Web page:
About a month ago, I brewed a Blonde, with 15% White Wheat. I notice the crush was really off with the wheat malt. I would say 60% was uncracked or barely cracked. Wheat is so hard that it can push the rollers back when milling. I adjusted the rollers, to get a good consistent crush. We our target OG on the nose.

So, i would recommend, next time you use wheat, keep that separate for the rest of the grain. Mill everything else, and then tighten the rollers and mill the wheat. See if that works for you and hopefully you get the results your expecting.
 

rmyurick

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Good advice from tschafer. It's probably either the quality of the crush, or maybe the base malt doesn't have the enzyme level necessary to convert. Did you do an iodine test? Was the beer clear? If you're using a pils malt or a "brewer's malt" it probably shouldn't be an issue. But you can add some alpha-amylase during the mash, if it's questionable.
 

AnOldUR

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billl, you're right. Sometimes RDWHAHB is the best approach.

And in all fairness my rice hull suggestion is sometimes a way to compensate for a less than perfect MLT design. :cross:

Cheers!
 

rmyurick

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Another thing that occurred to me is water chemistry--if you have alkaline water supply, it can be harder to convert a very light (color) mash. Might need to add a bit of acid.

You can always add extract to the kettle--that's a way to relax & don't worry, etc. Have some dry wheat or malt extract on hand for that purpose.
 

Beernik

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When I brew beers with wheat, I always mill the wheat seperatly and I mill it twice. The wheat kernel is smaller than a barley kernel

The first 50% wheat beer I miller the grain all mixed together and I got horrible efficiency.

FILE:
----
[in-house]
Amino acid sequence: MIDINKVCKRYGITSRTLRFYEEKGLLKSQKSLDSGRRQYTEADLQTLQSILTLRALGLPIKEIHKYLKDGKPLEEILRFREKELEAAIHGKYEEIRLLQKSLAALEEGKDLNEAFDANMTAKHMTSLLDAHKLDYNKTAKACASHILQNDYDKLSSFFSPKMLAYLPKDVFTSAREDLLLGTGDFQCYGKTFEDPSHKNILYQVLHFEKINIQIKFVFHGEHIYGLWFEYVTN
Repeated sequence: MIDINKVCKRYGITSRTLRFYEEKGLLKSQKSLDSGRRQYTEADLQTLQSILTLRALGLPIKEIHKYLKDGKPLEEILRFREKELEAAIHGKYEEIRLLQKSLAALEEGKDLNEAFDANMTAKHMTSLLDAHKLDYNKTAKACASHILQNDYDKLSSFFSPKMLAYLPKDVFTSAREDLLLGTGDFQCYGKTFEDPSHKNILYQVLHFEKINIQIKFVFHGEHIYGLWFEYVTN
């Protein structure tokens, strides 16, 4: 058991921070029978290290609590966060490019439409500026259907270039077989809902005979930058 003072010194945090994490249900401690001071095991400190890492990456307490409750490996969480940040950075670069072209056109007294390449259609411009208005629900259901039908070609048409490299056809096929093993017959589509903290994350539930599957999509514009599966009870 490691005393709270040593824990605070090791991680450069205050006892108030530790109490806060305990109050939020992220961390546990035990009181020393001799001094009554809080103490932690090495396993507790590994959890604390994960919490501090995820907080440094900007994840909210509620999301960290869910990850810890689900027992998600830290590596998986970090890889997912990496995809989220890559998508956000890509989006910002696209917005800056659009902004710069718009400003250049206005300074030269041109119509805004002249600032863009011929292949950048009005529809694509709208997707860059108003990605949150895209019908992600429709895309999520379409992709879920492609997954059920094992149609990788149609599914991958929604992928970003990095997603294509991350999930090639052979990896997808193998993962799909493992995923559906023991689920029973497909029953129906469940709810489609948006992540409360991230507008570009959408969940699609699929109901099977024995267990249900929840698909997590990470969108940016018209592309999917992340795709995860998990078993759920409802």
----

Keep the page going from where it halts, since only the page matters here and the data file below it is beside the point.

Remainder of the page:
Of course, I'm talking malted wheat, not flaked wheat.

I think you might want to do a diastic power calculation of your grain bill.

If your Total Litner is less than 30, it won't self convert. If it's less than 50, you are looking at a very long mash.
 

Beernik

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I got bored and roughed out the calculation. For 45% flaked wheat (0L) and 55% Belgian Pils (assumed ~100L like other Pils malts) , the degrees Litner of the mash should be about 55 (equal to the percent that isn't flaked wheat).

55 is enough to self convert, but it might not do it in 60 minutes. When I encroach on 50 for a mash, I don't test for conversion until 60 minutes. I assume 60 minutes is a minimum.
 
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augie21

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I've been exploring the milling question as well. I'm going to attempt a better crush next time out in addition to 15 extra minutes if mashing.

I generally hit my targets with non wheat beer just fine. In fact, my efficiency has been up in the most recent non wheat recipes. I'm intending on revisiting this entire thread leading up to my next wheat beer. I'll post the results and hopefully some of you will catch it.